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FAQs about Marine Snail Identification 25

Related Articles: Gastropods, Sea Slugs, Mollusks, Abalone,

Related FAQs: Snail ID 1, Snail ID 2, Snail ID 3, Snail ID 4, Snail ID 5, Snail ID 6, Snail ID 7, Snail ID 8, Snail ID 9, Snail ID 10, Snail ID 11, Snail ID 12, Snail ID 13, Snail ID 14, Snail ID 15, Snail ID 16, Snail ID 17, Snail ID 18, Snail ID 19, Snail ID 20, Snail ID 21, Snail ID 22, Snail ID 23, Snail ID 24, Snail ID 26, & Marine Snails 1, Marine Snails 2, Marine Snails 3, Invertebrate ID, Snail Behavior, Snail Selection, Snail Compatibility, Snail Systems, Snail Feeding, Snail Disease, Snail Reproduction, Mollusks, Sea Slugs, Abalone,

Nassarius snail ID and a quick <fdg.> question  9/5.5/11
I've had this snail for a while in my tank and have had no problem with it but I'm wondering if it really is what it was sold to me as or not. I was told it was a Super Tongan Nassarius, but I've never seen one that looks like this and I'm hoping it's not a whelk (which I've heard are not reef safe).
<Mmm, no... tis an Ilyanassa/Nassarius sp.>
My next question is, assuming that it's an ok snail, should I be supplementing feeding?
<Not likely, no>
It has been with me for about 3 months and I have not so far, but this is a Nano tank so I'm concerned it might not be getting enough food and that I might be starving the poor thing. It doesn't come out very often except feeding time (and even then sometimes it doesn't bother coming out), which I believe to be typical of Nassarius. I do have detritus in the tank in some spots (like most tanks) and have heard that Nassarius target it, yet I never see it come out to eat it. Any idea why? Thanks! :-)
<Please read here:
Bob Fenner>

Another Live Rock Hitchhiker ID   5/15/11
Dear Crew,
Thanks so much for your time! Just a quick ID today.
I noticed several of these organisms upon viewing my reef this evening. The tank has been set up for several years and has seen flatworms, bristle worms, and Aiptasia among other pests, all which have been easily managed thanks to WWM!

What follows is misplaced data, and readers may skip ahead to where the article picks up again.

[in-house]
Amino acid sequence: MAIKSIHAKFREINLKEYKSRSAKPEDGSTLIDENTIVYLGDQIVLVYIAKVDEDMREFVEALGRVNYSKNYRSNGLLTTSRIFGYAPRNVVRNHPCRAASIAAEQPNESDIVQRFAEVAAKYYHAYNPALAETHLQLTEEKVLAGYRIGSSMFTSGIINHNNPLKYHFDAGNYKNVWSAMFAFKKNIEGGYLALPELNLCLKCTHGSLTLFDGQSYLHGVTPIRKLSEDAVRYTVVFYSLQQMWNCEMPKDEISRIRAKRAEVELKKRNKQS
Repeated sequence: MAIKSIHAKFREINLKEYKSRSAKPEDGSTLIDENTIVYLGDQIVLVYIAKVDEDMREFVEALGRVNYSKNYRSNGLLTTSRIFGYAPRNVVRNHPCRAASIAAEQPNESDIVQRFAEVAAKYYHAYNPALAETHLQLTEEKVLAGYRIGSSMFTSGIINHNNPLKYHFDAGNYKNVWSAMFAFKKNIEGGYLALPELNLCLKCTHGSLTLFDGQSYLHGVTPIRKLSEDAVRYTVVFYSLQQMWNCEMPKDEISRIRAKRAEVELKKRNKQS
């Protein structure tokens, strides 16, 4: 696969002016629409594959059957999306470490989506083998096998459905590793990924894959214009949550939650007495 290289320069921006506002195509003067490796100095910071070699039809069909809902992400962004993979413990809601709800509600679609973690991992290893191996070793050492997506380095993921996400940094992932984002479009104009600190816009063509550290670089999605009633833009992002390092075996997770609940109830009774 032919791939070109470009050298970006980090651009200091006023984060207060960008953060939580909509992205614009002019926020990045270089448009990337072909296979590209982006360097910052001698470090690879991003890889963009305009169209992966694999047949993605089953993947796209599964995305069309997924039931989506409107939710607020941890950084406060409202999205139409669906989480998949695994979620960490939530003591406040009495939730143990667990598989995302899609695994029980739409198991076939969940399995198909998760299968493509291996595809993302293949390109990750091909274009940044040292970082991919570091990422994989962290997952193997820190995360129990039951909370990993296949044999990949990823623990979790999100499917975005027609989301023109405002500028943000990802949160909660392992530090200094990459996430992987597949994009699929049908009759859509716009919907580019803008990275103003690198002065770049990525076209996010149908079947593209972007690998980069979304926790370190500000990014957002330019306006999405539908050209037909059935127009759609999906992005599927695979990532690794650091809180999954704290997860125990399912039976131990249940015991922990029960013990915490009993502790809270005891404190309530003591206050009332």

I've never seen anything like these and they have seemed to have just popped up.
Nothing new has been added to the tank in 7 or 8 months.
They seem to have a mucus foot, and tiny shell, and two clearly identifiable antennae. They look like baby snails. The one on the top is actually two that are in close proximity. I'm sorry about the pic quality- these boogers are tiny, perhaps 1 mm or less.
I've not read much about snail reproduction evolving beyond the egg stage in home marine aquaria and therefore doubt that's what these guys are.
Any ideas? Friend or foe?
<Are these actually moving? To me they look like small Syconoid sponges.
Please see the Net, WWM re. Bob Fenner>

Re: Another Live Rock Hitchhiker ID    5/15/11
Thank you Bob!
<Welcome Joe>
I really appreciate your time! This is a busy month for you!
<Don't know what I'd do if I had a real job!>
These are definitely moving. The pic was taken of the ones that are crawling on the aquarium glass. I did some posting on our local forum and a couple of folks thought they look like Collonista snails, which they indeed do.
In any event, I doubt that they are any harm to the reef.
<As long as not too many in number...>
Thank you again, enjoy yourself, and as always, stay safe!
<Thank you. Cheers, BobF>

Snail ID Request -- Whelklets in My Nano? Yes! 3/30/11
<Hello Ken, Lynn here today.>
I've recently discovered two small snails in my 14 gal. Nano reef tank that look like they might be bad guys.
<You'd be right!>
After searching a variety of Web sites, including the generous amount of wonderful info on WWM, my eyes have crossed and I've decided to appeal to the experts. What might they be?
<They're whelks of some sort (family Buccinidae, subfamily Pisaniinae). Do you know where they originated? If it was from around Florida, they're most likely one of the following species: Gemophos tinctus (the Tinted or Painted Cantharus), Gemophos auritulus (the Gaudy Cantharus), or something like Engina turbinella (the White-spotted Engina/Spotted Lesser Whelk). The Gemophos species both have mottled shells of varying color and the same spotted/mottled soft tissue I see in one of your individuals. Unfortunately, I can't find a good photo of the soft tissue of E. turbinella for comparison. Beyond that, the ID is complicated by the degree to which each species can vary in color, pattern, and shell structure. For example, Engina turbinella can appear heavily spotted or thinly banded. I'd need detailed, close-up photos (especially of the lip area/aperture), and the location of origin, in order to proceed further.>
Will they get huge, or stay small
<If they're one of the Gemophos species, they can reach a maximum shell length of ~1.25'/32mm (G. tinctus) to ~1.4'/35mm (G. auritulus). Engina turbinella, on the other hand, tops out at a diminutive .6'/16mm.>